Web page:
Marketing mistakes made by major brands, because they take a one-fits-all approach when selling in Eastern nations and do not take into account cultural differences, are at considerable risk of failing completely, researchers from the London School of Economics and ESCP Europe Business School found in a new study.
A number of major brands are currently sold within a standard mix of global marketing approaches, and ignore cross-cultural differences between countries in consumer psychology.
According to Dr. Ben Voyer, a visiting fellow in the Psychology Department at the London School of Economics (LSE), the psychology of consumers in Eastern countries is very different to the West.
Companies that do not take these differences into account when marketing products regularly fail in their campaigns.
Messages that are considered to be important to people in Western cultures may have no impact at all with Eastern consumers, and could sometimes even put them off the product completely.
Global marketing mistakes are common
Dr. Voyer said:
“Simple things such as how people perceive the color white can make a huge difference. For example, people in Western cultures associate a white dress with purity, whereas in Eastern cultures white signifies death, so using the color in advertising requires some sensitivity.”
Individuality is less of a focus for people in Eastern cultures, while conformity is greatly valued. In those cultures, your marketing strategy should not concentrate on making products or people ‘stand out from the crowd’, Dr. Voyeur explained.
The term ‘marketing strategy’ refers to all a company’s marketing goals and objectives combined into one plan.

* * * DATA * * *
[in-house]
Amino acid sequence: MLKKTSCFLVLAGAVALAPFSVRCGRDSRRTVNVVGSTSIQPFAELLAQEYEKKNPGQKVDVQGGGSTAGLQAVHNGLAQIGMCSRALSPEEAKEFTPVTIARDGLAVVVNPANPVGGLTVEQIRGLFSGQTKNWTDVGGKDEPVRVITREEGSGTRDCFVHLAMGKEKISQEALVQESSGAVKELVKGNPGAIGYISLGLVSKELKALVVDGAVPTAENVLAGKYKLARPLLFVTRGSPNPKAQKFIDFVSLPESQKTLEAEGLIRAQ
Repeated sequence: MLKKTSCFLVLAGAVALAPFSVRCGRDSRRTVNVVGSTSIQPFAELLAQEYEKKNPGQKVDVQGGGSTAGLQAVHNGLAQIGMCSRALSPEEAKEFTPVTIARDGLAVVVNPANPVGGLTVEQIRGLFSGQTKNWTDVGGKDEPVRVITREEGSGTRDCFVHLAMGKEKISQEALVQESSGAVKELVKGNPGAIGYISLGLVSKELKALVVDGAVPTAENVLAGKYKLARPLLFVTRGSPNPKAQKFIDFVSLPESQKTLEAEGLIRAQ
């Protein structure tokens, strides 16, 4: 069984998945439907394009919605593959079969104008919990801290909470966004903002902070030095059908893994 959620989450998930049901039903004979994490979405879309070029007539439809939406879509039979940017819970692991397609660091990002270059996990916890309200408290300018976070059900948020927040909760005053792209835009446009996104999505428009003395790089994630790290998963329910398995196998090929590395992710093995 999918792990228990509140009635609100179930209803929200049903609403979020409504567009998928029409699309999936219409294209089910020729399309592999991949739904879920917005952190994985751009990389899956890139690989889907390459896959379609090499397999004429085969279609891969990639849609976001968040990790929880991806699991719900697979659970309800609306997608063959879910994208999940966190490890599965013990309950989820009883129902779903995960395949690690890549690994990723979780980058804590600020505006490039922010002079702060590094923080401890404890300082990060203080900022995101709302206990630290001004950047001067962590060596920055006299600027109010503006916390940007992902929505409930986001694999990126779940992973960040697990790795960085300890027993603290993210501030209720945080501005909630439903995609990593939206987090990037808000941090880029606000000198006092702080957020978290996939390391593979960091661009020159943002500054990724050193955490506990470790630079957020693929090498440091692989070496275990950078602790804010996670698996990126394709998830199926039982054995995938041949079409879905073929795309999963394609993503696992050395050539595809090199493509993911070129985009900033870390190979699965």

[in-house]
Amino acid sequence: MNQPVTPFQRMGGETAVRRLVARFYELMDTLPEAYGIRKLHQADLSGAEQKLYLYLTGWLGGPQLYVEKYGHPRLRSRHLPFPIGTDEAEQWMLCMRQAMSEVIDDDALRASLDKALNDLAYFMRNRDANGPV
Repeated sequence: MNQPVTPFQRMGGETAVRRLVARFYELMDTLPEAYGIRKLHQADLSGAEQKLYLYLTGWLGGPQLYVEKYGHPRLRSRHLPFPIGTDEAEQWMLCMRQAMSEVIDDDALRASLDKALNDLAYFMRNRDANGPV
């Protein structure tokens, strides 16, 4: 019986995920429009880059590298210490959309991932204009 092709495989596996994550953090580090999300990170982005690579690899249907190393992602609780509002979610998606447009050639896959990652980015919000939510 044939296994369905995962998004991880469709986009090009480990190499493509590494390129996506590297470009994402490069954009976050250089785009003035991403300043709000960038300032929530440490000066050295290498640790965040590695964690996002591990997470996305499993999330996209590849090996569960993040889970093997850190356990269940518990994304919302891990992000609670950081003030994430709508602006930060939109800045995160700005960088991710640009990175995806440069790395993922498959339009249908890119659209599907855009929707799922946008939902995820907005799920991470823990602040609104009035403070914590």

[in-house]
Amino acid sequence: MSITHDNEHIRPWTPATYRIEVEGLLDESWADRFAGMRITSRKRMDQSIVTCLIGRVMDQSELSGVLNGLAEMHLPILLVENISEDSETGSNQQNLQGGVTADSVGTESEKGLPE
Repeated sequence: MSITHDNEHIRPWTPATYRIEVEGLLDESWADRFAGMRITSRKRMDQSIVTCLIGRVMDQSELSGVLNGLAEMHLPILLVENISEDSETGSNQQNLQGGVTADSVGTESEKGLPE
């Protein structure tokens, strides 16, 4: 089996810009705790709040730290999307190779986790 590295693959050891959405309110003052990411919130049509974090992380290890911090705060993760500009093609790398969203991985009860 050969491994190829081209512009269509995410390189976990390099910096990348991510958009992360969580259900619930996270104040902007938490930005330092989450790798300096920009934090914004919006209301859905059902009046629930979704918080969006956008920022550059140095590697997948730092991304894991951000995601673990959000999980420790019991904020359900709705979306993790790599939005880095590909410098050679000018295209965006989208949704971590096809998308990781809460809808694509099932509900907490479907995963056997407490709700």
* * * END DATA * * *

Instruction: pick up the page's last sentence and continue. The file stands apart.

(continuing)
Eastern consumers value similarity more than uniqueness
The East and West respond to quite different marketing strategies, he added. “When pitching products to the former, particularly luxury goods, the emphasis is very much on promoting products that show they are unique and different. Eastern consumers, on the other hand, value similarity and belonging to groups so they will be looking for products that reflect those values.”
“Car advertising, for instance, should display a family enjoying being together in the vehicle. That is very different to the West, where the feeling of driving a special or unique car is the main draw card for customers.”
Major multinationals, such as McDonald’s failed to understand food culture in Bolivia and eventually withdrew from the country completely, and Starbucks had to change its cafes in Italy and France to survive in those countries.
The study – The effect of culture on perception and cognition: A conceptual framework – has been published in the Journal of Business Research and was authored by Dr. Voyer and Dr. Minas Kastanakis from ESCP Europe Business School’s London campus.
Marketing does not just refer to the promotion of products. It begins before the production process, by studying the market and finding out what consumers want.